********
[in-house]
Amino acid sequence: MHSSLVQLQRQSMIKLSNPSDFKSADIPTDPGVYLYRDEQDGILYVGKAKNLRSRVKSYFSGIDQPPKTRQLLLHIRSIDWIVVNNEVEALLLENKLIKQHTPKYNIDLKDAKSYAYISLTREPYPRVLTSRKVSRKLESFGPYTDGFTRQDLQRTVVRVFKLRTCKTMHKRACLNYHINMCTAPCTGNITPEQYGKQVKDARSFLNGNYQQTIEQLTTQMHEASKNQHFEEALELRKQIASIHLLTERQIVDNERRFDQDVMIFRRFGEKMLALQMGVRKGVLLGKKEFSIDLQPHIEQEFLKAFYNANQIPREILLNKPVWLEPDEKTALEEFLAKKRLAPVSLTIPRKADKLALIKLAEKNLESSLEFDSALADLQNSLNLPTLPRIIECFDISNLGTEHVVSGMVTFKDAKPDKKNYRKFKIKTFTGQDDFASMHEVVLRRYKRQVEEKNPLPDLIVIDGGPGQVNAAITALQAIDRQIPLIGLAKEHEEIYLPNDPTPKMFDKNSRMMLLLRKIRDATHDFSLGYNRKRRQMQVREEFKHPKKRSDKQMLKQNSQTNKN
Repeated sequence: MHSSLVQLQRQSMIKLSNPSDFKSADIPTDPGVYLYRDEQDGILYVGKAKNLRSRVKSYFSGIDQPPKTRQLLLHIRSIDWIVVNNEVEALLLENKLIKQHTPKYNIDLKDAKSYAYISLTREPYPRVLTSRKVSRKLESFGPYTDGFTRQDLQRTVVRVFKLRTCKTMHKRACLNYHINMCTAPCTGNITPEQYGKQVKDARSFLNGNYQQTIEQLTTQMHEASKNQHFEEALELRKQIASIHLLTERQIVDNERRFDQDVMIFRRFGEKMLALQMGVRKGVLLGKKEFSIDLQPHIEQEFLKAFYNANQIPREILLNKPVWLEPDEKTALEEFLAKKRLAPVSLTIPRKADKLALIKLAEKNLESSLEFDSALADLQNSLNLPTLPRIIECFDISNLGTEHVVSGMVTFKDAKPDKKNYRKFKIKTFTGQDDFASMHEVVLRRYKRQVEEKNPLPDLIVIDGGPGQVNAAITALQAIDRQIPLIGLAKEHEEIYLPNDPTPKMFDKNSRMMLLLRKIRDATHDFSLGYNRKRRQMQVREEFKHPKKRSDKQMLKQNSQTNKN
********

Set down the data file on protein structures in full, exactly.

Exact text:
[in-house]
Amino acid sequence: MHSSLVQLQRQSMIKLSNPSDFKSADIPTDPGVYLYRDEQDGILYVGKAKNLRSRVKSYFSGIDQPPKTRQLLLHIRSIDWIVVNNEVEALLLENKLIKQHTPKYNIDLKDAKSYAYISLTREPYPRVLTSRKVSRKLESFGPYTDGFTRQDLQRTVVRVFKLRTCKTMHKRACLNYHINMCTAPCTGNITPEQYGKQVKDARSFLNGNYQQTIEQLTTQMHEASKNQHFEEALELRKQIASIHLLTERQIVDNERRFDQDVMIFRRFGEKMLALQMGVRKGVLLGKKEFSIDLQPHIEQEFLKAFYNANQIPREILLNKPVWLEPDEKTALEEFLAKKRLAPVSLTIPRKADKLALIKLAEKNLESSLEFDSALADLQNSLNLPTLPRIIECFDISNLGTEHVVSGMVTFKDAKPDKKNYRKFKIKTFTGQDDFASMHEVVLRRYKRQVEEKNPLPDLIVIDGGPGQVNAAITALQAIDRQIPLIGLAKEHEEIYLPNDPTPKMFDKNSRMMLLLRKIRDATHDFSLGYNRKRRQMQVREEFKHPKKRSDKQMLKQNSQTNKN
Repeated sequence: MHSSLVQLQRQSMIKLSNPSDFKSADIPTDPGVYLYRDEQDGILYVGKAKNLRSRVKSYFSGIDQPPKTRQLLLHIRSIDWIVVNNEVEALLLENKLIKQHTPKYNIDLKDAKSYAYISLTREPYPRVLTSRKVSRKLESFGPYTDGFTRQDLQRTVVRVFKLRTCKTMHKRACLNYHINMCTAPCTGNITPEQYGKQVKDARSFLNGNYQQTIEQLTTQMHEASKNQHFEEALELRKQIASIHLLTERQIVDNERRFDQDVMIFRRFGEKMLALQMGVRKGVLLGKKEFSIDLQPHIEQEFLKAFYNANQIPREILLNKPVWLEPDEKTALEEFLAKKRLAPVSLTIPRKADKLALIKLAEKNLESSLEFDSALADLQNSLNLPTLPRIIECFDISNLGTEHVVSGMVTFKDAKPDKKNYRKFKIKTFTGQDDFASMHEVVLRRYKRQVEEKNPLPDLIVIDGGPGQVNAAITALQAIDRQIPLIGLAKEHEEIYLPNDPTPKMFDKNSRMMLLLRKIRDATHDFSLGYNRKRRQMQVREEFKHPKKRSDKQMLKQNSQTNKN